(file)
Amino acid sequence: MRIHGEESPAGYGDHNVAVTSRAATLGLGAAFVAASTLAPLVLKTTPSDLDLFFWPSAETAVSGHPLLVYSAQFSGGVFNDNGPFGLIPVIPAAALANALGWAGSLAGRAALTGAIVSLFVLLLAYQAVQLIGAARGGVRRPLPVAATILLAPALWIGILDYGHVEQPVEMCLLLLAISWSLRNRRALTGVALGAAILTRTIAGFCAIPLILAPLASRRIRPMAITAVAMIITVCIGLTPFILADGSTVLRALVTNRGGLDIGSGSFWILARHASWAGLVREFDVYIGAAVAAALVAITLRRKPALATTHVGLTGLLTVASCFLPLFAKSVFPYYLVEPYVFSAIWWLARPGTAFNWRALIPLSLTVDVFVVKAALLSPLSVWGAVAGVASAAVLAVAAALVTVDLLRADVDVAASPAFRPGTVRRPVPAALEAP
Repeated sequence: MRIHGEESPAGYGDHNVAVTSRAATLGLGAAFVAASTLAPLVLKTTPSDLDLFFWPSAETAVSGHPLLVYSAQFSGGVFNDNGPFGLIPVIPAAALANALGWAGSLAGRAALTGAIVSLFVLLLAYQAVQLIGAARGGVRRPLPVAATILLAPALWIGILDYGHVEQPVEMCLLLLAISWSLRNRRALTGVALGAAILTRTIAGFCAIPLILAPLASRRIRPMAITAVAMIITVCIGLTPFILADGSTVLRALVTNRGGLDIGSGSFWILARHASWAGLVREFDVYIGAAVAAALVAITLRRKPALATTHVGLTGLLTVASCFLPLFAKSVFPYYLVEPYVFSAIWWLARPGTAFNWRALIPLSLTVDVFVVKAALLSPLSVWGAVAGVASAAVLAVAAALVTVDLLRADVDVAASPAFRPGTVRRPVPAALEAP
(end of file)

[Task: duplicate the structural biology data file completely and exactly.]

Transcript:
Amino acid sequence: MRIHGEESPAGYGDHNVAVTSRAATLGLGAAFVAASTLAPLVLKTTPSDLDLFFWPSAETAVSGHPLLVYSAQFSGGVFNDNGPFGLIPVIPAAALANALGWAGSLAGRAALTGAIVSLFVLLLAYQAVQLIGAARGGVRRPLPVAATILLAPALWIGILDYGHVEQPVEMCLLLLAISWSLRNRRALTGVALGAAILTRTIAGFCAIPLILAPLASRRIRPMAITAVAMIITVCIGLTPFILADGSTVLRALVTNRGGLDIGSGSFWILARHASWAGLVREFDVYIGAAVAAALVAITLRRKPALATTHVGLTGLLTVASCFLPLFAKSVFPYYLVEPYVFSAIWWLARPGTAFNWRALIPLSLTVDVFVVKAALLSPLSVWGAVAGVASAAVLAVAAALVTVDLLRADVDVAASPAFRPGTVRRPVPAALEAP
Repeated sequence: MRIHGEESPAGYGDHNVAVTSRAATLGLGAAFVAASTLAPLVLKTTPSDLDLFFWPSAETAVSGHPLLVYSAQFSGGVFNDNGPFGLIPVIPAAALANALGWAGSLAGRAALTGAIVSLFVLLLAYQAVQLIGAARGGVRRPLPVAATILLAPALWIGILDYGHVEQPVEMCLLLLAISWSLRNRRALTGVALGAAILTRTIAGFCAIPLILAPLASRRIRPMAITAVAMIITVCIGLTPFILADGSTVLRALVTNRGGLDIGSGSFWILARHASWAGLVREFDVYIGAAVAAALVAITLRRKPALATTHVGLTGLLTVASCFLPLFAKSVFPYYLVEPYVFSAIWWLARPGTAFNWRALIPLSLTVDVFVVKAALLSPLSVWGAVAGVASAAVLAVAAALVTVDLLRADVDVAASPAFRPGTVRRPVPAALEAP